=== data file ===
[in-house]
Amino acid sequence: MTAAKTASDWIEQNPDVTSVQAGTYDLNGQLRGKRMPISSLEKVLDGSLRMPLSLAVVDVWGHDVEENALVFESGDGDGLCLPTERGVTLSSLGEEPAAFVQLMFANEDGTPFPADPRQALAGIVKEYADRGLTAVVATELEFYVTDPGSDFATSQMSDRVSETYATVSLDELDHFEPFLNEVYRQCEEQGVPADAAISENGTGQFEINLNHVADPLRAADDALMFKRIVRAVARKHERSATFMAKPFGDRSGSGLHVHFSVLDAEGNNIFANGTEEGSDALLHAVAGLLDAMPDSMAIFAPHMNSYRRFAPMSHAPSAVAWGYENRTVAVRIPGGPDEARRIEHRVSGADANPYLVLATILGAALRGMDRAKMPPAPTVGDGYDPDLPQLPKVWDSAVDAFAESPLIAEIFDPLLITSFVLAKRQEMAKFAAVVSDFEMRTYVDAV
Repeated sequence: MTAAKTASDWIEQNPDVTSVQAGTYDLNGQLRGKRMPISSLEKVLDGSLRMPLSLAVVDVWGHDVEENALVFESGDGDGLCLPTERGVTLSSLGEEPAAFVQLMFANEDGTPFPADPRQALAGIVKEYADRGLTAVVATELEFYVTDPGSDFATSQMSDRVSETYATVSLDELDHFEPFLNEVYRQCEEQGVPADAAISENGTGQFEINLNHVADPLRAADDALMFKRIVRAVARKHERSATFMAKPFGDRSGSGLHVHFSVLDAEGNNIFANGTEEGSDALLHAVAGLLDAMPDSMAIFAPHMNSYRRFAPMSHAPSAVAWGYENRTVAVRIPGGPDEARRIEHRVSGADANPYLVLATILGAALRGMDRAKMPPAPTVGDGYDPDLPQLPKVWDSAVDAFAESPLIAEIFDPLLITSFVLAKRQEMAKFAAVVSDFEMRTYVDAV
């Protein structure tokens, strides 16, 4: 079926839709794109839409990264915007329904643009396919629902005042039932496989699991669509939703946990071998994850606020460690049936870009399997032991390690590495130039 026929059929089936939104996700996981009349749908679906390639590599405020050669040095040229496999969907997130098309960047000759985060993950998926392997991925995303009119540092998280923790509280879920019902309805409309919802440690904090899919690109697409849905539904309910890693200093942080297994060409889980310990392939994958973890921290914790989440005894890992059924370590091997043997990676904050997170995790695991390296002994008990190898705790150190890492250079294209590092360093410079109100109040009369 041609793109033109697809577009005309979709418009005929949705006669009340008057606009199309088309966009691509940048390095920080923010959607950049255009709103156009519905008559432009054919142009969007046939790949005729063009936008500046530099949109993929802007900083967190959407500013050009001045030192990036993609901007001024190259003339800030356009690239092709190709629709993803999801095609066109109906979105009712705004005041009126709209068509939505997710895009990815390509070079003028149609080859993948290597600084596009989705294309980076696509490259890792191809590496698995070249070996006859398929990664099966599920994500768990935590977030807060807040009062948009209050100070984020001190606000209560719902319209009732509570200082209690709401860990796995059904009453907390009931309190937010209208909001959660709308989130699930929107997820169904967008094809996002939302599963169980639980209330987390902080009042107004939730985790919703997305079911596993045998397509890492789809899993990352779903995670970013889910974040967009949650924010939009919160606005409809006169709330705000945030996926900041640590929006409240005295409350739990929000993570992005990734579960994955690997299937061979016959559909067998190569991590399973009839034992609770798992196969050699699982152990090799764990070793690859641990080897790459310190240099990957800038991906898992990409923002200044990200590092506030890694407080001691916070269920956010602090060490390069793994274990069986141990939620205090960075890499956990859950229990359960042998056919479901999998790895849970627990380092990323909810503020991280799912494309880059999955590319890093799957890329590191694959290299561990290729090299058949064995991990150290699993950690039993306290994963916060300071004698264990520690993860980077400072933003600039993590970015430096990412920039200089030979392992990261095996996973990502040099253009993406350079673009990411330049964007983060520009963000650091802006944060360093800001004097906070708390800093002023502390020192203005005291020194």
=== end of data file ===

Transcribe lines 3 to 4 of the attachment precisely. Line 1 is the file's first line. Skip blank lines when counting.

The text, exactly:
Repeated sequence: MTAAKTASDWIEQNPDVTSVQAGTYDLNGQLRGKRMPISSLEKVLDGSLRMPLSLAVVDVWGHDVEENALVFESGDGDGLCLPTERGVTLSSLGEEPAAFVQLMFANEDGTPFPADPRQALAGIVKEYADRGLTAVVATELEFYVTDPGSDFATSQMSDRVSETYATVSLDELDHFEPFLNEVYRQCEEQGVPADAAISENGTGQFEINLNHVADPLRAADDALMFKRIVRAVARKHERSATFMAKPFGDRSGSGLHVHFSVLDAEGNNIFANGTEEGSDALLHAVAGLLDAMPDSMAIFAPHMNSYRRFAPMSHAPSAVAWGYENRTVAVRIPGGPDEARRIEHRVSGADANPYLVLATILGAALRGMDRAKMPPAPTVGDGYDPDLPQLPKVWDSAVDAFAESPLIAEIFDPLLITSFVLAKRQEMAKFAAVVSDFEMRTYVDAV
């Protein structure tokens, strides 16, 4: 079926839709794109839409990264915007329904643009396919629902005042039932496989699991669509939703946990071998994850606020460690049936870009399997032991390690590495130039 026929059929089936939104996700996981009349749908679906390639590599405020050669040095040229496999969907997130098309960047000759985060993950998926392997991925995303009119540092998280923790509280879920019902309805409309919802440690904090899919690109697409849905539904309910890693200093942080297994060409889980310990392939994958973890921290914790989440005894890992059924370590091997043997990676904050997170995790695991390296002994008990190898705790150190890492250079294209590092360093410079109100109040009369 041609793109033109697809577009005309979709418009005929949705006669009340008057606009199309088309966009691509940048390095920080923010959607950049255009709103156009519905008559432009054919142009969007046939790949005729063009936008500046530099949109993929802007900083967190959407500013050009001045030192990036993609901007001024190259003339800030356009690239092709190709629709993803999801095609066109109906979105009712705004005041009126709209068509939505997710895009990815390509070079003028149609080859993948290597600084596009989705294309980076696509490259890792191809590496698995070249070996006859398929990664099966599920994500768990935590977030807060807040009062948009209050100070984020001190606000209560719902319209009732509570200082209690709401860990796995059904009453907390009931309190937010209208909001959660709308989130699930929107997820169904967008094809996002939302599963169980639980209330987390902080009042107004939730985790919703997305079911596993045998397509890492789809899993990352779903995670970013889910974040967009949650924010939009919160606005409809006169709330705000945030996926900041640590929006409240005295409350739990929000993570992005990734579960994955690997299937061979016959559909067998190569991590399973009839034992609770798992196969050699699982152990090799764990070793690859641990080897790459310190240099990957800038991906898992990409923002200044990200590092506030890694407080001691916070269920956010602090060490390069793994274990069986141990939620205090960075890499956990859950229990359960042998056919479901999998790895849970627990380092990323909810503020991280799912494309880059999955590319890093799957890329590191694959290299561990290729090299058949064995991990150290699993950690039993306290994963916060300071004698264990520690993860980077400072933003600039993590970015430096990412920039200089030979392992990261095996996973990502040099253009993406350079673009990411330049964007983060520009963000650091802006944060360093800001004097906070708390800093002023502390020192203005005291020194």